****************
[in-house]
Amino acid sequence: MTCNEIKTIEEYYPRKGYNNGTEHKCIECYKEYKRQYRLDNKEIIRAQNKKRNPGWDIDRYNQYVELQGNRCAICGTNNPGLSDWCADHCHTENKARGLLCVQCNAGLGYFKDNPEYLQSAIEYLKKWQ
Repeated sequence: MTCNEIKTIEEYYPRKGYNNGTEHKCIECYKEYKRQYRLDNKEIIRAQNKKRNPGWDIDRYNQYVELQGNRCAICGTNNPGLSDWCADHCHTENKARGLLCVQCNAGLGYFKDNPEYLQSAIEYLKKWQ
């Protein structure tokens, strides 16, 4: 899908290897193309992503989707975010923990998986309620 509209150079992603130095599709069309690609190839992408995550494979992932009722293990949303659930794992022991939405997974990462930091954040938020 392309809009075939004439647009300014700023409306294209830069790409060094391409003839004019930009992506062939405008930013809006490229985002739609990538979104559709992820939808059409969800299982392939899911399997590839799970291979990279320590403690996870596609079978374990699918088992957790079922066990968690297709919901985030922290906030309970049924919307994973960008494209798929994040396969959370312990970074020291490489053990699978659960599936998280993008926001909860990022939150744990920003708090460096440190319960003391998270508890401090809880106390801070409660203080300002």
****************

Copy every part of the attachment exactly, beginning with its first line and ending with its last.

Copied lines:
[in-house]
Amino acid sequence: MTCNEIKTIEEYYPRKGYNNGTEHKCIECYKEYKRQYRLDNKEIIRAQNKKRNPGWDIDRYNQYVELQGNRCAICGTNNPGLSDWCADHCHTENKARGLLCVQCNAGLGYFKDNPEYLQSAIEYLKKWQ
Repeated sequence: MTCNEIKTIEEYYPRKGYNNGTEHKCIECYKEYKRQYRLDNKEIIRAQNKKRNPGWDIDRYNQYVELQGNRCAICGTNNPGLSDWCADHCHTENKARGLLCVQCNAGLGYFKDNPEYLQSAIEYLKKWQ
């Protein structure tokens, strides 16, 4: 899908290897193309992503989707975010923990998986309620 509209150079992603130095599709069309690609190839992408995550494979992932009722293990949303659930794992022991939405997974990462930091954040938020 392309809009075939004439647009300014700023409306294209830069790409060094391409003839004019930009992506062939405008930013809006490229985002739609990538979104559709992820939808059409969800299982392939899911399997590839799970291979990279320590403690996870596609079978374990699918088992957790079922066990968690297709919901985030922290906030309970049924919307994973960008494209798929994040396969959370312990970074020291490489053990699978659960599936998280993008926001909860990022939150744990920003708090460096440190319960003391998270508890401090809880106390801070409660203080300002």